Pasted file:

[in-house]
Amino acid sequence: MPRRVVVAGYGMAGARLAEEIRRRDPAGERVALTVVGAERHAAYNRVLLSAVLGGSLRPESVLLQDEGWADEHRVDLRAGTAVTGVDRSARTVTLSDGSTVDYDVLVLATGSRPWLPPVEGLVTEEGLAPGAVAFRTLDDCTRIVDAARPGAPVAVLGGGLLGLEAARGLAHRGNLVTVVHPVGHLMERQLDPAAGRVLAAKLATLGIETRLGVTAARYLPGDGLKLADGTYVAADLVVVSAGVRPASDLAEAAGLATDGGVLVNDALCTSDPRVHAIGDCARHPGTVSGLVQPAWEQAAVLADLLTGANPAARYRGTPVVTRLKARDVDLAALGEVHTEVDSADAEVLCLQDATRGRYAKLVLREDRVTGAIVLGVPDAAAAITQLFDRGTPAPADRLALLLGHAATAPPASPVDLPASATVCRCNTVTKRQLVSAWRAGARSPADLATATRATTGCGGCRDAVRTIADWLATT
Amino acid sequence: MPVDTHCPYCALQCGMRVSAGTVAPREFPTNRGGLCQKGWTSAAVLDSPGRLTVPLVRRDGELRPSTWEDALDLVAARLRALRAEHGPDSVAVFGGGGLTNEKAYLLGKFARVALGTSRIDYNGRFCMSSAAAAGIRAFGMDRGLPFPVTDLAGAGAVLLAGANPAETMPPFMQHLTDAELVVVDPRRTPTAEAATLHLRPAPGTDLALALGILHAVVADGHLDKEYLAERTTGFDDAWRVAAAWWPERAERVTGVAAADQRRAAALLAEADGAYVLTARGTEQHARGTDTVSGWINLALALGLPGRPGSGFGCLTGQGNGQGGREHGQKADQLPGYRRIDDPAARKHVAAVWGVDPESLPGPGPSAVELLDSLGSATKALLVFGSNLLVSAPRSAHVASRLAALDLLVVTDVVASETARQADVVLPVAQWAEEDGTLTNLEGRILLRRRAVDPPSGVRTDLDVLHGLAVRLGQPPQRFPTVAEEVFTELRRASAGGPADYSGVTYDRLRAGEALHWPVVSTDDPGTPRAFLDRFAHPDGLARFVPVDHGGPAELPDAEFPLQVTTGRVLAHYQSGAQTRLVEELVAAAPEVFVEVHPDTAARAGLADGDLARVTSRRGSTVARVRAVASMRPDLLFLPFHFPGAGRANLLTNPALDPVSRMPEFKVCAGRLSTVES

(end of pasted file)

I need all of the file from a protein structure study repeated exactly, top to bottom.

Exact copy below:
[in-house]
Amino acid sequence: MPRRVVVAGYGMAGARLAEEIRRRDPAGERVALTVVGAERHAAYNRVLLSAVLGGSLRPESVLLQDEGWADEHRVDLRAGTAVTGVDRSARTVTLSDGSTVDYDVLVLATGSRPWLPPVEGLVTEEGLAPGAVAFRTLDDCTRIVDAARPGAPVAVLGGGLLGLEAARGLAHRGNLVTVVHPVGHLMERQLDPAAGRVLAAKLATLGIETRLGVTAARYLPGDGLKLADGTYVAADLVVVSAGVRPASDLAEAAGLATDGGVLVNDALCTSDPRVHAIGDCARHPGTVSGLVQPAWEQAAVLADLLTGANPAARYRGTPVVTRLKARDVDLAALGEVHTEVDSADAEVLCLQDATRGRYAKLVLREDRVTGAIVLGVPDAAAAITQLFDRGTPAPADRLALLLGHAATAPPASPVDLPASATVCRCNTVTKRQLVSAWRAGARSPADLATATRATTGCGGCRDAVRTIADWLATT
Amino acid sequence: MPVDTHCPYCALQCGMRVSAGTVAPREFPTNRGGLCQKGWTSAAVLDSPGRLTVPLVRRDGELRPSTWEDALDLVAARLRALRAEHGPDSVAVFGGGGLTNEKAYLLGKFARVALGTSRIDYNGRFCMSSAAAAGIRAFGMDRGLPFPVTDLAGAGAVLLAGANPAETMPPFMQHLTDAELVVVDPRRTPTAEAATLHLRPAPGTDLALALGILHAVVADGHLDKEYLAERTTGFDDAWRVAAAWWPERAERVTGVAAADQRRAAALLAEADGAYVLTARGTEQHARGTDTVSGWINLALALGLPGRPGSGFGCLTGQGNGQGGREHGQKADQLPGYRRIDDPAARKHVAAVWGVDPESLPGPGPSAVELLDSLGSATKALLVFGSNLLVSAPRSAHVASRLAALDLLVVTDVVASETARQADVVLPVAQWAEEDGTLTNLEGRILLRRRAVDPPSGVRTDLDVLHGLAVRLGQPPQRFPTVAEEVFTELRRASAGGPADYSGVTYDRLRAGEALHWPVVSTDDPGTPRAFLDRFAHPDGLARFVPVDHGGPAELPDAEFPLQVTTGRVLAHYQSGAQTRLVEELVAAAPEVFVEVHPDTAARAGLADGDLARVTSRRGSTVARVRAVASMRPDLLFLPFHFPGAGRANLLTNPALDPVSRMPEFKVCAGRLSTVES